CiscoLive San Francisco is coming up so I’ve been updating my session, the Hitchhiker’s Guide to onePK, with the latest information and some new insights.
One new thing is that Cisco onePK (One Platform Kit) is now Generally Available! Anyone can go to onepkdeveloper.com, download the SDK, and take C, Java or Python for a test drive. And I really mean anyone. You don’t even need a Babel fish. Haven’t programmed since freshman year in college? Don’t worry. If you can click on an icon in a Linux desktop and type the name of a script, then you can use onePK.
The great thing about this is that now we can all get real. As a network engineer, technologies aren’t real to me until I see them running on a network. After all, you can read about LSA types and adjacencies all day long, but until you’ve deployed OSPF, you don’t really know OSPF. The same is true for onePK.
Like any other technology, onePK is better at some things than and the “better” category becomes clearer as more people use it. So now is a good time to discuss what we’ve learned about onePK’s scope and context. Searching for a way to do real-time data path manipulation, event driven automation, and local feature customization? onePK is for you. Vanilla provisioning automation? Eh, not so much.
Device APIs are powerful but (sniff) even onePK isn’t omnipotent. Sometimes people who ask for onePK actually need some form of Netconf, a RESTful interface or even that unsung hero, Embedded Event Manager. That’s why you need to go play with this thing called onePK. Get a handle on what makes a good use case* for device-level APIs. This is an important step in understanding network programmability.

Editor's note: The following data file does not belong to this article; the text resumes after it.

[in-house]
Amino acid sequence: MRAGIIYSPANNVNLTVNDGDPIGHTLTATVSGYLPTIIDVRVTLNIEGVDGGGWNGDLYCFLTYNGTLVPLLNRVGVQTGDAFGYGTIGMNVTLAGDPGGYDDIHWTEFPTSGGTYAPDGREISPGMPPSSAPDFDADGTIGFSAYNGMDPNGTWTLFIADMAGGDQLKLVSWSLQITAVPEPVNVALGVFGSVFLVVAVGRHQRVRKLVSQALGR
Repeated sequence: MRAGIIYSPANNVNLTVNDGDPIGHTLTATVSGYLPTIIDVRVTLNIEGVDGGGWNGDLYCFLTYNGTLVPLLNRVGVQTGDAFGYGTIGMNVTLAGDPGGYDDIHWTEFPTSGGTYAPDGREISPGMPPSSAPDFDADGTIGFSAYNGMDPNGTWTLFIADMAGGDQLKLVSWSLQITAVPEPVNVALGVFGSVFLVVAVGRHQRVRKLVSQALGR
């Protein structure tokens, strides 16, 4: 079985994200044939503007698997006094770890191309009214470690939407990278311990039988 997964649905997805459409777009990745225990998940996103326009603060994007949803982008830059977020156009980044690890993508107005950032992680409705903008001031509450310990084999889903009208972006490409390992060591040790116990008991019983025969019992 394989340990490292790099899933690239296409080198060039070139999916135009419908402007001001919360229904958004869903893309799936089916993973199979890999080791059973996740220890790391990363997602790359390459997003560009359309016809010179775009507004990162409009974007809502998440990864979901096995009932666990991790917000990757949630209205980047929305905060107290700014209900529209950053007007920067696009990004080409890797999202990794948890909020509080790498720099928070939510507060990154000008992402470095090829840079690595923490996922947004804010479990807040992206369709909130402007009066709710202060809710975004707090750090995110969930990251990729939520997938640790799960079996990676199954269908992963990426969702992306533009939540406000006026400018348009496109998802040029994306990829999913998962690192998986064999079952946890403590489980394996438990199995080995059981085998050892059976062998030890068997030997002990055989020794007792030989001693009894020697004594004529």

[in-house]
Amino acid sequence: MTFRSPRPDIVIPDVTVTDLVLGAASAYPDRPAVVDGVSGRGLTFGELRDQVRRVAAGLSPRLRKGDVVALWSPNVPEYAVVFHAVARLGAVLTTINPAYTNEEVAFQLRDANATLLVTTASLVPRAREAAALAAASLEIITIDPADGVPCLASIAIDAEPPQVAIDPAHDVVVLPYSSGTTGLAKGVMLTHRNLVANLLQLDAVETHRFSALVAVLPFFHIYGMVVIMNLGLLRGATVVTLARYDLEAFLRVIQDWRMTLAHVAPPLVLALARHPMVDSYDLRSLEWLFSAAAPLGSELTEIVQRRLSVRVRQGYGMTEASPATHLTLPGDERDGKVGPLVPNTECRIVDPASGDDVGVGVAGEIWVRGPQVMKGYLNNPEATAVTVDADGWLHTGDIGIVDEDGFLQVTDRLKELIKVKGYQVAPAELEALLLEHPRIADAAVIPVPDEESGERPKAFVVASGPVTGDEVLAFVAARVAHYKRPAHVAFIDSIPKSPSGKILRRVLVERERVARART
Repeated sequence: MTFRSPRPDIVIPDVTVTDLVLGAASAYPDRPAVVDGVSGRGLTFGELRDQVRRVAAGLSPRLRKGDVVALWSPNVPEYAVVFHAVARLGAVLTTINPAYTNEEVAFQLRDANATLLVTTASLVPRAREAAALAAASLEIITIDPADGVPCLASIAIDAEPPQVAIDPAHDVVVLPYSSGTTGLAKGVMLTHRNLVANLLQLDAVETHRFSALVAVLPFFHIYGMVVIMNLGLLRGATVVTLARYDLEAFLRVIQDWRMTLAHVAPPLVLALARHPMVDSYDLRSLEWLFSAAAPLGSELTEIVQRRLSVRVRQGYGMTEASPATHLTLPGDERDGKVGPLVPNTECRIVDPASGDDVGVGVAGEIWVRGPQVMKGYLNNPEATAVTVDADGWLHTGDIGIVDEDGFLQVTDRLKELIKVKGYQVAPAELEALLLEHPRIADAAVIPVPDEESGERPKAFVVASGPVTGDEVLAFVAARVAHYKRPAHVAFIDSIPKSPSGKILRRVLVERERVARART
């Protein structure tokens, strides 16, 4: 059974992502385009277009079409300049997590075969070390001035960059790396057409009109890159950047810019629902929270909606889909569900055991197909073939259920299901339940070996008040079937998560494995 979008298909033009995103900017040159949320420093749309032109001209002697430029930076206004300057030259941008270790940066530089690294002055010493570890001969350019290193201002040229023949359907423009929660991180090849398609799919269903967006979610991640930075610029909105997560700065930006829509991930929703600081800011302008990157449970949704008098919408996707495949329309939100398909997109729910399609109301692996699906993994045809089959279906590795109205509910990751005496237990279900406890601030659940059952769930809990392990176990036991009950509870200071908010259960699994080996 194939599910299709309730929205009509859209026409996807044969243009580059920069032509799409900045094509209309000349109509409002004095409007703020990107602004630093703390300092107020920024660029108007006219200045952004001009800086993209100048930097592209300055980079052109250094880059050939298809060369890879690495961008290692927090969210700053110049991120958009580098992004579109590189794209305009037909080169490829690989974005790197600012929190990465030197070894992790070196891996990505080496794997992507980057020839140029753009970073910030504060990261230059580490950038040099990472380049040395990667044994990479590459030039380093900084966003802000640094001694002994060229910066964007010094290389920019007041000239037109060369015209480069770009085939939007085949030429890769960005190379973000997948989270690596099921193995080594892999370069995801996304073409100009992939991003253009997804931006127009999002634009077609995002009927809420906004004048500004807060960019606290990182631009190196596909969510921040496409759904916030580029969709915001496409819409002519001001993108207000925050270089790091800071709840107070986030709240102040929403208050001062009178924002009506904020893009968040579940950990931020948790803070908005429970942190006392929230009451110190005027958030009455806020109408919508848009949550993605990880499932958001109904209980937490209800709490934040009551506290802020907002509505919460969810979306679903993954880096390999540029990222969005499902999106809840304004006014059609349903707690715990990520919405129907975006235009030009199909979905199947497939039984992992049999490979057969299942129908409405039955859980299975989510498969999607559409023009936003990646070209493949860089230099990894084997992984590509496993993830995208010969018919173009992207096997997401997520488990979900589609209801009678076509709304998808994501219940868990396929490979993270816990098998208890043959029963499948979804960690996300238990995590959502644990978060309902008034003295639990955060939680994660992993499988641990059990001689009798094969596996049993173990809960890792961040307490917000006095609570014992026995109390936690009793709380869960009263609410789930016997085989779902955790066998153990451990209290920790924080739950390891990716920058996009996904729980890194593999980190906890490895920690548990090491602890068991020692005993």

You’ve probably also noticed that onePK is not alone in the API universe. I might go so far as to say there are more APIs than you can quorble a stank at. Controllers and orchestrators are everywhere, each with their own set of northbound and southbound APIs. They probably have eastbound and westbound APIs, too, we just haven’t heard about them yet. So I also want to spend some time talking about where onePK fits in that compass, too.
We’ve learned a lot getting onePK to General Availability and I’m sure we’ll learn a lot more. So bring your ideas and your questions and let’s talk about programmability at Cisco Live (see the list of sessions here)!
If you have a use case you think might be a good fit for onePK, be sure to submit it at the Bring Your Own Project Discussion thread before May 1st. We have programmers standing by to implement ideas for a few demonstrations at the World of Solutions in San Francisco. That’s right, while you brush up on your programming skills, you can get someone else to write a onePK application for you in the meantime! Submit your ideas (or vote for any of the cool ones already there) and maybe I’ll see you at the booth on the show floor!